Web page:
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Nagoya-shi, Japan

Oe H.,Tokyo University of Science | Yamamoto M.,Tokyo University of Science | Tanabe Y.,Japan Aerospace Exploration Agency | Sugawara H.,Ryoyu Systems Co.
34th Wind Energy Symposium | Year: 2016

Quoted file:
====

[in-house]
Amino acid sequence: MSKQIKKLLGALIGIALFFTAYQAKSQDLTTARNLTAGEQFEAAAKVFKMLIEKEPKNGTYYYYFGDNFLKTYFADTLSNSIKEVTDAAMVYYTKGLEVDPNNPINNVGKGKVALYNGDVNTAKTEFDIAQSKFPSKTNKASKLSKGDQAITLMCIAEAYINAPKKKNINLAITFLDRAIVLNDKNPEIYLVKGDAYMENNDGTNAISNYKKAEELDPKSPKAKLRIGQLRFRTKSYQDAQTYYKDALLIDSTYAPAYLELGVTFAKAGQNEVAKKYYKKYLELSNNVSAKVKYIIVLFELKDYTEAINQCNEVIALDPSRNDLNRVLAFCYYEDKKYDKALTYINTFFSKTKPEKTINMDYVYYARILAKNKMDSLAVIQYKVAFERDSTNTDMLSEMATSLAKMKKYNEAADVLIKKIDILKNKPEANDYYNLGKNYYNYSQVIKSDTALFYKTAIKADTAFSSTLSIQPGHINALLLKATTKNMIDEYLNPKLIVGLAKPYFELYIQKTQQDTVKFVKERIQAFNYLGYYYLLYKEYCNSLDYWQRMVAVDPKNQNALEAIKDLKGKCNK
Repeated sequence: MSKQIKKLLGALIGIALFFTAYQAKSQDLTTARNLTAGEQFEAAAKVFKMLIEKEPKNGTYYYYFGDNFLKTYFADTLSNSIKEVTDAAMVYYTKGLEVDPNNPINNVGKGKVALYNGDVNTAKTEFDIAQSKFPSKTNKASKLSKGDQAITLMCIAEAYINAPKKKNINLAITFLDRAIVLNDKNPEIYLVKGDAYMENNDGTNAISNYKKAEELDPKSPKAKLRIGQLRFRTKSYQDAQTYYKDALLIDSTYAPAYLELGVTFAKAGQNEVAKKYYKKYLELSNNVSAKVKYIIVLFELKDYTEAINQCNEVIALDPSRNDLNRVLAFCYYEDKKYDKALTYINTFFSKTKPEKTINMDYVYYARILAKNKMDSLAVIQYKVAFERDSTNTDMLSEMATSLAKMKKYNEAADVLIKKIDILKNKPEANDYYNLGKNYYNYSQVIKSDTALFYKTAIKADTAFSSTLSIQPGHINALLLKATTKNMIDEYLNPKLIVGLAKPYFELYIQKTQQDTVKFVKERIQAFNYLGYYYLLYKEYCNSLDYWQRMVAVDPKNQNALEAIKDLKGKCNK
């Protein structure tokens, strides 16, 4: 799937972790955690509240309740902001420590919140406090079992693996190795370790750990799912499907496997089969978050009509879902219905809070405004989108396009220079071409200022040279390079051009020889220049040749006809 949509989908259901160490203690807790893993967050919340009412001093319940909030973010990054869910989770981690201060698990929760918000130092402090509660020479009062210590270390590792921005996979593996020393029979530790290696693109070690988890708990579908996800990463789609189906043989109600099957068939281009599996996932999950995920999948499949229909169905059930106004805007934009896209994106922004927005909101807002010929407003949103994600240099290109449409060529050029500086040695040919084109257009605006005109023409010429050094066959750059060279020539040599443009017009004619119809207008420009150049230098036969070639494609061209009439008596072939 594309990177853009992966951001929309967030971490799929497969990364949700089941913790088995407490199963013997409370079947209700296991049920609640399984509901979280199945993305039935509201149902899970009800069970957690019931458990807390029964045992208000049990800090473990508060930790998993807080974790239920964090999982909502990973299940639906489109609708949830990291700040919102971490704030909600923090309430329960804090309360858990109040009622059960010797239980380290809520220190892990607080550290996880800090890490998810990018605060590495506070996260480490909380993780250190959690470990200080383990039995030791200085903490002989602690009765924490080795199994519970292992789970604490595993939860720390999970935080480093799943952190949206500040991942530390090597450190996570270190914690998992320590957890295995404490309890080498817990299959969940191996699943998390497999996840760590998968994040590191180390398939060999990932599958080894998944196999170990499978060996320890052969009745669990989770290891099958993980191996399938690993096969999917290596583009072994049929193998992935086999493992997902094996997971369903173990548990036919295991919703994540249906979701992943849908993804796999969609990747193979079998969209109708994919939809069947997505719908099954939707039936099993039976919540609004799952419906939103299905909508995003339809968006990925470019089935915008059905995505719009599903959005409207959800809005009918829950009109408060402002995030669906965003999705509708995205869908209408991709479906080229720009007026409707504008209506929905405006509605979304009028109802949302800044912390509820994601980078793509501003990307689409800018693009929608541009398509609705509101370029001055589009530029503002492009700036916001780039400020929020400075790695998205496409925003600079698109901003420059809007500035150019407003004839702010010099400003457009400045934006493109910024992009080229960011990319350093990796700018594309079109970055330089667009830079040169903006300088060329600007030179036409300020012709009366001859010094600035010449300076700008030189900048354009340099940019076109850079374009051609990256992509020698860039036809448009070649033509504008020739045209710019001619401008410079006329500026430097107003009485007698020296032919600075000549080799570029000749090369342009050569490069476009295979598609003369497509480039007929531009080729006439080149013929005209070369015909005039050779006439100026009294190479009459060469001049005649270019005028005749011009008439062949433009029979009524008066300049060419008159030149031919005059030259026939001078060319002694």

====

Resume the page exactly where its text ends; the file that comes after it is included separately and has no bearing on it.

This work presents the results of coupled analysis of CFD simulation of a 10MW class three-bladed rigid wind turbine with an Individual Pitch Control (IPC) system in stable Atmospheric Boundary Layer (ABL) condition without turbulence. A CFD/CSD coupling analysis code rFlow3D, developed in Japan Aerospace Exploration Agency (JAXA) originally for rotorcraft, is applied to this computation. The IPC system is a load-based feedback type, which can continuously control the pitch angle of each blade in a rated rotational frequency. This study intends to quantitatively verify the aerodynamic IPC effect for reducing fatigue load on the wind turbine which is exposed to ABL utilizing high fidelity simulation tool. For normal lift force and blade root flapwise moment, the control system effectively reduces dominant 1P fluctuation, which are caused by ABL, by 94%. 2P and higher fluctuations of blade root edgewise moment are also mitigated by more than 90% by the control effect. EFLs (Equivalent Fatigue Load) for the blade root moments are therefore largely mitigated due to the control while that for each rotor yaw and tilt moment slightly increase. These obtained results suggest that the IPC system can be sufficiently computed using CFD technique and indicate the effectiveness of IPC system to lower fatigue load on wind turbines. © 2016 American Institute of Aeronautics and Astronautics Inc, AIAA. All rights reserved. Source